H------------H             |
                                             H    ok      H             |
                                             H<-----------H             |
                                             |            |             |


Figure 1: a. cache miss in a storage system; b. cache miss in a general system

The storage system approach couples the cache with the backend storage. In a general-purpose cache, the pages can come from something other than a slow disk, for instance, they can be results of expensive computations or network calls. In this approach, the decision to write pages to the cache is left to the client. See Figure 1.b.

Read(key int) (value int, isCacheMiss bool)
Write(key, value int)

Listing 1: general purpose cache interface

In the following sections, this document goes through several cache page replacement strategies.

LRU - Least recently used

The observation at the base of LRU is that whatever page was requested recently has the highest chance to be requested again soon - the data exhibits locality of reference. Conversely, the data in the cache that hasn’t been requested for the longest time, has the least chance of being requested again shortly. This is the data that LRU evicts to make room for new pages.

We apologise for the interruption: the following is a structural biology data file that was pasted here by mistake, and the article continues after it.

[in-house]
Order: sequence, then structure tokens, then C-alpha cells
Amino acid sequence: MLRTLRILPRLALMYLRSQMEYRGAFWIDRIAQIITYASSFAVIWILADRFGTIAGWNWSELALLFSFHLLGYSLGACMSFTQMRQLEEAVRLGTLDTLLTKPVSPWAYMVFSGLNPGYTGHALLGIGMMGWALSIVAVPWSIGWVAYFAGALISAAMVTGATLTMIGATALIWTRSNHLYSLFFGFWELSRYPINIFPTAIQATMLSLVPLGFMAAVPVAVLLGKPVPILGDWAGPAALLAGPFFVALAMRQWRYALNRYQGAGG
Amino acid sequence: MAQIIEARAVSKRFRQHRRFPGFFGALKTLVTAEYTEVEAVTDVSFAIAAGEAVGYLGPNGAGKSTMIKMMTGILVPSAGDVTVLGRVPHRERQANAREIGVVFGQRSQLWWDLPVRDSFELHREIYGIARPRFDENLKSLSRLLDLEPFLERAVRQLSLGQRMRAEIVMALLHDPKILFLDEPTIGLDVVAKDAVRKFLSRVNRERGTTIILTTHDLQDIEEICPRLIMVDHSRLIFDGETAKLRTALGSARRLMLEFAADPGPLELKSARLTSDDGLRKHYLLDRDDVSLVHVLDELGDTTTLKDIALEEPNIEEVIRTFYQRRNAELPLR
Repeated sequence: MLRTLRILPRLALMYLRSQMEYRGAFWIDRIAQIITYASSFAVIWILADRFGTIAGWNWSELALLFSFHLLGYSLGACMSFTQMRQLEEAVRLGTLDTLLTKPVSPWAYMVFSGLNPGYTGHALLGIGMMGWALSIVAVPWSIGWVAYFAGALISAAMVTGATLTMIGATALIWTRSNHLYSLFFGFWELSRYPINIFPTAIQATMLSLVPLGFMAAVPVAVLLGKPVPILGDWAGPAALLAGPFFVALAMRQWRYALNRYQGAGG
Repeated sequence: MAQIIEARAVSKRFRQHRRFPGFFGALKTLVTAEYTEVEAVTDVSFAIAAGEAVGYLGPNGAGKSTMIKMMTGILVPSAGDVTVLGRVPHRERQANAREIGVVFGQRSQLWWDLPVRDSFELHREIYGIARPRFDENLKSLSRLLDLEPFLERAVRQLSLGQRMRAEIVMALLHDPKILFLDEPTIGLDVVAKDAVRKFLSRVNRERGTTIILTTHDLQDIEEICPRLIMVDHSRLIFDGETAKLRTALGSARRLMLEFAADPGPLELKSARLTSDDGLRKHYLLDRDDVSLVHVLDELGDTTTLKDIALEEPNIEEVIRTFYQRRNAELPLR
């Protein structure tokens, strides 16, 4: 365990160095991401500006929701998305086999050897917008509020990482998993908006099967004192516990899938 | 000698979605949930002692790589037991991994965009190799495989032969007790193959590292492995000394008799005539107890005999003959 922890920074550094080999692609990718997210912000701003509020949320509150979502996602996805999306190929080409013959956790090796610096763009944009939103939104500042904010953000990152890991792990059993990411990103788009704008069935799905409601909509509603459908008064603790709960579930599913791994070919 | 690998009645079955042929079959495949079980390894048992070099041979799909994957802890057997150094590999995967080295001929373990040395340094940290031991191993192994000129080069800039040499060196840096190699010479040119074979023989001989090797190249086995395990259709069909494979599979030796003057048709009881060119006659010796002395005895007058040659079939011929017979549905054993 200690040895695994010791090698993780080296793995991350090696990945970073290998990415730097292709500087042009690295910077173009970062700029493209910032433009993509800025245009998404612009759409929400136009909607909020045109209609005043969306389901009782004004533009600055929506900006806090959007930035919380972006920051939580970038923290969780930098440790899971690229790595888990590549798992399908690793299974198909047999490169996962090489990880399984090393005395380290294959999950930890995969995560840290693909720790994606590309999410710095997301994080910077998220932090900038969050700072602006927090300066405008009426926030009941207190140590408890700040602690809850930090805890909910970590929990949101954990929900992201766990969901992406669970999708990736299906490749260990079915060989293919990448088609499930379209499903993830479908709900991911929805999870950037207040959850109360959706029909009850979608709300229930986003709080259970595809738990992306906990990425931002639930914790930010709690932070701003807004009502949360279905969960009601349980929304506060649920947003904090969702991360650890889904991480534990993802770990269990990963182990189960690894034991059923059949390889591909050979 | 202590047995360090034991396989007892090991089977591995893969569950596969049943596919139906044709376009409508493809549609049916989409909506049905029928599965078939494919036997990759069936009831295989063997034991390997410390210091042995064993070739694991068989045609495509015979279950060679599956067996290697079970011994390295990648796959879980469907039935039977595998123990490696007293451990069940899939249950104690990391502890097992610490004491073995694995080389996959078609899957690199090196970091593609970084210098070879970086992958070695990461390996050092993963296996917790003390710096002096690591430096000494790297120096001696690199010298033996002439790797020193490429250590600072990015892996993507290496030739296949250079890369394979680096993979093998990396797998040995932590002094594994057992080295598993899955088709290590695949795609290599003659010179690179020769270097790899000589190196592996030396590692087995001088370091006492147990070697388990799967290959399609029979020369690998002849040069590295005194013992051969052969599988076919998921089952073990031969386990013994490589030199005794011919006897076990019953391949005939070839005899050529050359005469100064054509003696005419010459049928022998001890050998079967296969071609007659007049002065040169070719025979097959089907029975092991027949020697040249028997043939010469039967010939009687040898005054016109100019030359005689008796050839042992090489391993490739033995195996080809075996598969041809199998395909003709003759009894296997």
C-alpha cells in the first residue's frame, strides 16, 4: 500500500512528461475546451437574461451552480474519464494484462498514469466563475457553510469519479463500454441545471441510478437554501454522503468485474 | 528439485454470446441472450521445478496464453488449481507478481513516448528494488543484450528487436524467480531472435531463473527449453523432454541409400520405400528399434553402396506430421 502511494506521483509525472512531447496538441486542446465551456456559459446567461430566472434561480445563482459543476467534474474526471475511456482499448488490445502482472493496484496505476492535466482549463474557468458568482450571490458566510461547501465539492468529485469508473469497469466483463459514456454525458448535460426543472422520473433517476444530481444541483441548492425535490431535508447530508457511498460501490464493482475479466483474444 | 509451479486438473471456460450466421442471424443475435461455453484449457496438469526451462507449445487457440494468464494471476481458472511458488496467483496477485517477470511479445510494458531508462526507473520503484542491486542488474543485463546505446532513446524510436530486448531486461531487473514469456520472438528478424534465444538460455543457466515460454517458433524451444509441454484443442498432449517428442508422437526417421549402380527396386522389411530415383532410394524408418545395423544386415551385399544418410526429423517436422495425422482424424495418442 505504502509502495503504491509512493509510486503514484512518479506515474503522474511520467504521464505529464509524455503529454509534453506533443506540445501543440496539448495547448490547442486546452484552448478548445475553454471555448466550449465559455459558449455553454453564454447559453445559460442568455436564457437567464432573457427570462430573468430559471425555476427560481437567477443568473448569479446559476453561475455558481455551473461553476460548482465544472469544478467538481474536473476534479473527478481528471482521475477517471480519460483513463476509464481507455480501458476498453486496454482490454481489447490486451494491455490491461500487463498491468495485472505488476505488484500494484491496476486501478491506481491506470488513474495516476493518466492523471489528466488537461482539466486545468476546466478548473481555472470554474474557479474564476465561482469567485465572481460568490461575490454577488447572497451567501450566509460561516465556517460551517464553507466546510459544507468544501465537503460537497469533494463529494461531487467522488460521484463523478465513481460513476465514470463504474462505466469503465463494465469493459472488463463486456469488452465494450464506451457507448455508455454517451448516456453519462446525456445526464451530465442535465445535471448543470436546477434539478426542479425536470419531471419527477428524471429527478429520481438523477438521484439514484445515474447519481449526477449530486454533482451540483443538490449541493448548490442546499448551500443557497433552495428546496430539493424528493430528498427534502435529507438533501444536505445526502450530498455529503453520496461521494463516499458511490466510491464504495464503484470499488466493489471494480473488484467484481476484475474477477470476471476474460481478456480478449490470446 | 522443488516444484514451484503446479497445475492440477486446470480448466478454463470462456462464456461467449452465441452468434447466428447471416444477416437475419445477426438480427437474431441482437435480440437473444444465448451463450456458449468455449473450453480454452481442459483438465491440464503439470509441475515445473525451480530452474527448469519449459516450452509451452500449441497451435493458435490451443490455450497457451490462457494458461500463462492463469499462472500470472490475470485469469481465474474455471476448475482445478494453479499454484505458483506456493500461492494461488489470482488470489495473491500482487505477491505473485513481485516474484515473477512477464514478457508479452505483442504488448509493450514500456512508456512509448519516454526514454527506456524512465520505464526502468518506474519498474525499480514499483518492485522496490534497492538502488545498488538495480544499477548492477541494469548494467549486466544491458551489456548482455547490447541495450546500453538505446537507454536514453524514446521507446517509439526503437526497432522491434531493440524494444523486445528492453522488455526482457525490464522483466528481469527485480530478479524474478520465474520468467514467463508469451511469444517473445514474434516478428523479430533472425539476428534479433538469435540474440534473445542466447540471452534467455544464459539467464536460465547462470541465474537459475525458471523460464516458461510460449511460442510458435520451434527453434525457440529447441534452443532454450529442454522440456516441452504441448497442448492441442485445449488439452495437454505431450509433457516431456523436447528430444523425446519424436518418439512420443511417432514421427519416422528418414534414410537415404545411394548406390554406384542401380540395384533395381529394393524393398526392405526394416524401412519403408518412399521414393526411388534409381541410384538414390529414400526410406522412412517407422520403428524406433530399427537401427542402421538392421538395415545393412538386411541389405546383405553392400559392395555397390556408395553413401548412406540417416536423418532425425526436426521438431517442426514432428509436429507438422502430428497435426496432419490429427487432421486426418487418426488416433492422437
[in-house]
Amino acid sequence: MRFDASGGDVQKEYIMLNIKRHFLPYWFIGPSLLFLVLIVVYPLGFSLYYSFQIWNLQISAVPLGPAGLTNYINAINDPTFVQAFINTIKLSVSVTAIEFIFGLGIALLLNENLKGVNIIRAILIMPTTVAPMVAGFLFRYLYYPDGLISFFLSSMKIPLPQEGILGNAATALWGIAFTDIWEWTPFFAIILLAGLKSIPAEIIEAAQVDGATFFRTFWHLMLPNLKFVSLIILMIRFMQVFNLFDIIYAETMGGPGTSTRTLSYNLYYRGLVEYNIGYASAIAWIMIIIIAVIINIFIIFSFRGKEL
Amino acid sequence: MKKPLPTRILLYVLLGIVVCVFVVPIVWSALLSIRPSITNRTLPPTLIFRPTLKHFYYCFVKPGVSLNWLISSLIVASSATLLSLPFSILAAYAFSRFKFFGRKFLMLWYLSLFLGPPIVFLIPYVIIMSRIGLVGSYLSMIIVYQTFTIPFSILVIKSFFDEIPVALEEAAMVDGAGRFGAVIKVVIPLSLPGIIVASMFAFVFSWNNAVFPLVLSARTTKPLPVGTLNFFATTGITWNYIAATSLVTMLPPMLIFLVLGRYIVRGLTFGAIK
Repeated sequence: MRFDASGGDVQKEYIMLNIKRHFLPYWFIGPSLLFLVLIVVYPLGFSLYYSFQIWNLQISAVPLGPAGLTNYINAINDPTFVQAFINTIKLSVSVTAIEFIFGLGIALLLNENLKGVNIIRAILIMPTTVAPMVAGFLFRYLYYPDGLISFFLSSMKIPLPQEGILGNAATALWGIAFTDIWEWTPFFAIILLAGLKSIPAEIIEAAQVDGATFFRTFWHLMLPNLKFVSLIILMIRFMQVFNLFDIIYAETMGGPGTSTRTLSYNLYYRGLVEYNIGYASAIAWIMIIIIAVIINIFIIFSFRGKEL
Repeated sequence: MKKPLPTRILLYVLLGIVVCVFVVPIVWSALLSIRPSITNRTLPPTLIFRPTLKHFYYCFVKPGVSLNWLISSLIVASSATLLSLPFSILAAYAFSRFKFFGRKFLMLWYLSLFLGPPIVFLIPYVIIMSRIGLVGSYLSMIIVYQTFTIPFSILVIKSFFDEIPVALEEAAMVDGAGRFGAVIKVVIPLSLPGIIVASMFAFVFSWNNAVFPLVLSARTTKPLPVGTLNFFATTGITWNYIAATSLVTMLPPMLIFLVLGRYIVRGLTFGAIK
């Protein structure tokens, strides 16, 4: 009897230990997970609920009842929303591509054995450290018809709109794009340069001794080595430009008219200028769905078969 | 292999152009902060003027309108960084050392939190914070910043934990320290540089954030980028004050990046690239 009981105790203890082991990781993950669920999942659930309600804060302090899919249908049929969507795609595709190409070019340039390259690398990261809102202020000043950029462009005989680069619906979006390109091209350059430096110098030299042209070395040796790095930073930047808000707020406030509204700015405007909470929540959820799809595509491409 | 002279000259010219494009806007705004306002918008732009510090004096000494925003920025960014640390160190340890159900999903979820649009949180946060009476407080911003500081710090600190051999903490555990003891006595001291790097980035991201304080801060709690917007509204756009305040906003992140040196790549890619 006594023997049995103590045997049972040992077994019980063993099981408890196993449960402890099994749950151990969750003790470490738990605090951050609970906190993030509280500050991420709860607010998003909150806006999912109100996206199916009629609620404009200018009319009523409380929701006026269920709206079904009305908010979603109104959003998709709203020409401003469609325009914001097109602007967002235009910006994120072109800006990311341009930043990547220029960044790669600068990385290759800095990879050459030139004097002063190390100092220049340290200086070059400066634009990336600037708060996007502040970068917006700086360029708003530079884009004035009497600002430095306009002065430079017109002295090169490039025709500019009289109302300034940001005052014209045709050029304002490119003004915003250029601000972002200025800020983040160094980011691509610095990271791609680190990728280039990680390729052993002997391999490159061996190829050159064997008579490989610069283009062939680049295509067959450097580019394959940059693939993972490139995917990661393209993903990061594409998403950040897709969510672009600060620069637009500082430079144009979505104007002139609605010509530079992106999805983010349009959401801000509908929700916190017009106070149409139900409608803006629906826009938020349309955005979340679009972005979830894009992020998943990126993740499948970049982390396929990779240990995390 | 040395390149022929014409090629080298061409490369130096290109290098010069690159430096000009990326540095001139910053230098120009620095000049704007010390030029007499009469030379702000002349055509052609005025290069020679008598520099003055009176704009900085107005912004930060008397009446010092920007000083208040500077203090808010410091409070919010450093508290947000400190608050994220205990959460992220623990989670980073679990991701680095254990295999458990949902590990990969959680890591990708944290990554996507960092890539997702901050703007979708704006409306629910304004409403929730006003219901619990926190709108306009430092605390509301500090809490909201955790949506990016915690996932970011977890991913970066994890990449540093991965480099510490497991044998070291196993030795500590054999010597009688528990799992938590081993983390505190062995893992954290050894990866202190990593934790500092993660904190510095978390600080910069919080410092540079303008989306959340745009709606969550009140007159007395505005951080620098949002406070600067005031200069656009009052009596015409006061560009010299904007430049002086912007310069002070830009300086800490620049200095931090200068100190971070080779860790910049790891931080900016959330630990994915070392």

Cache performance depends on the use-case, but, in practice, LRU works well enough in many situations as well as being very fast and easy to implement.

It is implemented with a double-linked list and a hash map. The hash map gives constant lookup times for data keys, whereas the list maintains the invariant that the nodes that were requested recently are at the head of the list. Discarding old node as well as promoting recent nodes is as easy as updating a few pointers in constant time.

| step | state (list)  | operation | effect                                               |
| 1    | ()->()->()    | write 3   | add 3 to the empty cache                             |
| 2    | (3)->()->()   | write 2   | add 2 before 3, capacity not reached                 |
| 3    | (2)->(3)->()  | write 1   | add 1 before 2, capacity not reached                 |
| 4    | (1)->(2)->(3) | write 4   | add 4 before 1 and evict 3 since the cache overflowed|
| 5    | (4)->(1)->(2) | write 5   | add 5 before 4, evict 2 since its the LRU node       |
| 6    | (5)->(4)->(1) | read 1    | read 1 bumps it to the front of the list, the MRU    |
| 7    | (1)->(5)->(4) |           |                                                      |

Table 1: an example of operations and their effect of the LRU cache

MRU - Most recently used